I miss the stars. In
, they’re nothing but a few dim pin pricks here and there in the murky city sky. I miss home, on the Hamilton , where the stars glitter in the darkness like billions of spilled diamonds. South Bruce Peninsula
I’m obsessed. Most of you wouldn’t know that I’m a member of the Royal Astronomical Society of Canada. I used to get sent thick books on the latest night sky news. The best were the Star Maps, where depending on what season it was, it would tell you the location of the constellations and planets that were visible at that time.
My dad and I would drag a mattress down from our cottage and put it on the dock. Then we’d map out my favourite constellations, like Cassiopeia, Orion, Scorpius, Ursa Major, Ursa Minor, and read about their Greek origins. We’d find galaxies, and prominent stars like Alpha Centauri and Polaris (the North Star). We’d count all the shooting stars that we saw, and I’d show off my knowledge of the meteoroid turning into a meteor as it entered Earth’s atmosphere. We’d track satellites. We’d try to differentiate between satellites and space junk. We’d study the moon with binoculars. I asked millions of questions about time travel and black holes and aliens and light speed. I was dying to figure out its mysteries.
The night sky is fascinating. I think the part that captivates me the most is how small Earth is in comparison. We’re nothing. Literally, we’re a speck of dust in the
Sahara desert. Yet somehow, we’re here, alive, and loved. It doesn’t make sense for God to care about us, but he does. It’s a beautiful thing.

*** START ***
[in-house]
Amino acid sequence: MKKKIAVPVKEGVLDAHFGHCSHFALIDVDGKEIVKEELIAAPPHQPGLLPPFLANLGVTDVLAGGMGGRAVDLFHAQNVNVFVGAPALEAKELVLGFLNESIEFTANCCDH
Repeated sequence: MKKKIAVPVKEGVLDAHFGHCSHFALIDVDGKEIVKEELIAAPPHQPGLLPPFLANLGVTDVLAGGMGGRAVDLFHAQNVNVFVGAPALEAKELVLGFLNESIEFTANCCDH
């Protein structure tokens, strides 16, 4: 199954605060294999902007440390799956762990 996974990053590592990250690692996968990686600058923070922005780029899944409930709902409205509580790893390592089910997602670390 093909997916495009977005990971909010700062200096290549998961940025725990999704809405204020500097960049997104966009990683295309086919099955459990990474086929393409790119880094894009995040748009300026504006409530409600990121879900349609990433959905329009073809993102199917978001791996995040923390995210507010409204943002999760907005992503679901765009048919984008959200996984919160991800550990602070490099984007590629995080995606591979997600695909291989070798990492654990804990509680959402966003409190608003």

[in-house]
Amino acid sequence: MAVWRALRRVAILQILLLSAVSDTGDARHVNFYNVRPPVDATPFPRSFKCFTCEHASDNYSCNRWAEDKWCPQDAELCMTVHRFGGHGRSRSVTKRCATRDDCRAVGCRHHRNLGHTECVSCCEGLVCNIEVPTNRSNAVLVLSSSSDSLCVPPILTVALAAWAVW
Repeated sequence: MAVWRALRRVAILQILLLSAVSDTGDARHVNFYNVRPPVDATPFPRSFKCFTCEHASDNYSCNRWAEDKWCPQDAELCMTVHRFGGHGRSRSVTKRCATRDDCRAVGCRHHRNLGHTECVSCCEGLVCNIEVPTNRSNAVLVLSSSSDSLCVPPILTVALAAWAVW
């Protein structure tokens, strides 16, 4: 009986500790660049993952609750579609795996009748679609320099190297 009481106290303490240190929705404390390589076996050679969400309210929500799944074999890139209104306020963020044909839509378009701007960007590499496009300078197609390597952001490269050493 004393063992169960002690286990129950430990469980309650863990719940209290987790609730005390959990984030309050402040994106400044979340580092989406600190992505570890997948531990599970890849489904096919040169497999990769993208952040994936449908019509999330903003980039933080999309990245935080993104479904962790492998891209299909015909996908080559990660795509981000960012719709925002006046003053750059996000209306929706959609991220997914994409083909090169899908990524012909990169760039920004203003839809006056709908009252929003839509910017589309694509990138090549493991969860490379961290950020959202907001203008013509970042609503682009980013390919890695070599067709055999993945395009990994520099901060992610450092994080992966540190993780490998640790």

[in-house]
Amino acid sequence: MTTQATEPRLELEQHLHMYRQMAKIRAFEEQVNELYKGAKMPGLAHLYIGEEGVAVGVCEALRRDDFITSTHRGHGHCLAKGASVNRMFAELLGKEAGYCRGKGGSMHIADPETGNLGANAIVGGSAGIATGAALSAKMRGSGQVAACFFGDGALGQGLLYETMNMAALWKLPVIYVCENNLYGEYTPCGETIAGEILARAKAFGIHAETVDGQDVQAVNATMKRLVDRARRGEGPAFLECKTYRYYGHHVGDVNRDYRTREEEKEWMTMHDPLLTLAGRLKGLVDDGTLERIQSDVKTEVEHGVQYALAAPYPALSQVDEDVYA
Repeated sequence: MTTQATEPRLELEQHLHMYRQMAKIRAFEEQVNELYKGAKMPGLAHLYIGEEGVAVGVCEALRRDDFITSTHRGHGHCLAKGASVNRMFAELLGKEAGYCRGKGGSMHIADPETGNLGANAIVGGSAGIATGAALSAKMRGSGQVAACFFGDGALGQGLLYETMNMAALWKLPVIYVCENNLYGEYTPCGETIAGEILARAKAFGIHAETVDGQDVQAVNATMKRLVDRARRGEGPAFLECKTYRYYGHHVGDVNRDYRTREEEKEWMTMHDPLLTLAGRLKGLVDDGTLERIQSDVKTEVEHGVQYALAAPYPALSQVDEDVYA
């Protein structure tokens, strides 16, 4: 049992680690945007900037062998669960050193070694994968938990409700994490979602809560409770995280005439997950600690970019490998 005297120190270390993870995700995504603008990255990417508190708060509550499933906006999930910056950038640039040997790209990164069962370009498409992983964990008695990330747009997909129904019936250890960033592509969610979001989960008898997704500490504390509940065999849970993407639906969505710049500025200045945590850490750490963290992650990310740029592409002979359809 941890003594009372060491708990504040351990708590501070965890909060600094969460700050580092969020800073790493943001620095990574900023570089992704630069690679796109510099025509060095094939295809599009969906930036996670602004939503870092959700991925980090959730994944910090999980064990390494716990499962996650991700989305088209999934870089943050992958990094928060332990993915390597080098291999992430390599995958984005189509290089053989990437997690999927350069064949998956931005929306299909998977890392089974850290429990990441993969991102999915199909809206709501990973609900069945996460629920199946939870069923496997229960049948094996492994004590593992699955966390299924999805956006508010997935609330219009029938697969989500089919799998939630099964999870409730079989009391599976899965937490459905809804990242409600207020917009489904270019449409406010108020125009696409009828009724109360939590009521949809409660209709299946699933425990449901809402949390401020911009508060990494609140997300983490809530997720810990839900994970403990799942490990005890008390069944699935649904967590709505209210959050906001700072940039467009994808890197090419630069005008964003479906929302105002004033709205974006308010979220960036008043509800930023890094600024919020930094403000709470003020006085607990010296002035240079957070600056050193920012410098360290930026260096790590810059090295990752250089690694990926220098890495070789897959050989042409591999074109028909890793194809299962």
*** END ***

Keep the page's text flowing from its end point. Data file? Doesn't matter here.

I think my infatuation with the stars as a child has turned me into the person I am today. Outdoorsy, I guess you could say, and living in the city this year is beginning to feel like I’m trapped in a suburban cage. (Not that I don’t appreciate this experience.)
I’m the kind of girl who never wears shoes in the summer, prefers cut off jeans and old t-shirts over fancy clothes, and loves sleeping outdoors rather than in a bed. While a lot of kids my age are out in clubs, my idea of fun is paddling through Muskoka’s back country lakes, or hiking steep trails, exploring caves, visiting quiet coffee shops, reading on porch swings… I think you get the picture.
The stars have taught me to appreciate life for what it really is; full of mystery and desperately wanting to be discovered. I’m not going to waste it by being cooped up in a prestigious office building or partying with people who are trapped in a high school mind set.
I can’t wait to move home this summer because I feel like the city is causing me to slightly lose myself. Being here gives me maturity, but it takes a toll too. Am I the only one who feels this way? I don’t know how people can live their entire lives within the concrete and smog and overpopulation. There is man-made beauty here, but that can only satisfy me for so long.